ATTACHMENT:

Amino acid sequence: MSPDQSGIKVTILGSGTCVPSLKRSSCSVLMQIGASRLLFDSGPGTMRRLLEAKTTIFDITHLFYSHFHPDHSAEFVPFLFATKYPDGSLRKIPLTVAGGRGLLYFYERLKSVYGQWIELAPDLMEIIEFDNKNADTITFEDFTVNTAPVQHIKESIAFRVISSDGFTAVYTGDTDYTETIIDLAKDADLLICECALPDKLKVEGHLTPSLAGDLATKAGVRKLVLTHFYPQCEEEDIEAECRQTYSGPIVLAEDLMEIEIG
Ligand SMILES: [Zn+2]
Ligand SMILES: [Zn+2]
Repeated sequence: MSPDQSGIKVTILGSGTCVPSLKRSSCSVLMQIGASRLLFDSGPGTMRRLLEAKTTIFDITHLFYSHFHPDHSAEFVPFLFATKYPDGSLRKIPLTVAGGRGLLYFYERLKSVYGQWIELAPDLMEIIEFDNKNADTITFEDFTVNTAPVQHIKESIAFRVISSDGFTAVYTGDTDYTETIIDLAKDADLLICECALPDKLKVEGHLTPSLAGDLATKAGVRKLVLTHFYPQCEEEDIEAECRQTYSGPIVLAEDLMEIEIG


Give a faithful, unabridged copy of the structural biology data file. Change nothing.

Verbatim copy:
Amino acid sequence: MSPDQSGIKVTILGSGTCVPSLKRSSCSVLMQIGASRLLFDSGPGTMRRLLEAKTTIFDITHLFYSHFHPDHSAEFVPFLFATKYPDGSLRKIPLTVAGGRGLLYFYERLKSVYGQWIELAPDLMEIIEFDNKNADTITFEDFTVNTAPVQHIKESIAFRVISSDGFTAVYTGDTDYTETIIDLAKDADLLICECALPDKLKVEGHLTPSLAGDLATKAGVRKLVLTHFYPQCEEEDIEAECRQTYSGPIVLAEDLMEIEIG
Ligand SMILES: [Zn+2]
Ligand SMILES: [Zn+2]
Repeated sequence: MSPDQSGIKVTILGSGTCVPSLKRSSCSVLMQIGASRLLFDSGPGTMRRLLEAKTTIFDITHLFYSHFHPDHSAEFVPFLFATKYPDGSLRKIPLTVAGGRGLLYFYERLKSVYGQWIELAPDLMEIIEFDNKNADTITFEDFTVNTAPVQHIKESIAFRVISSDGFTAVYTGDTDYTETIIDLAKDADLLICECALPDKLKVEGHLTPSLAGDLATKAGVRKLVLTHFYPQCEEEDIEAECRQTYSGPIVLAEDLMEIEIG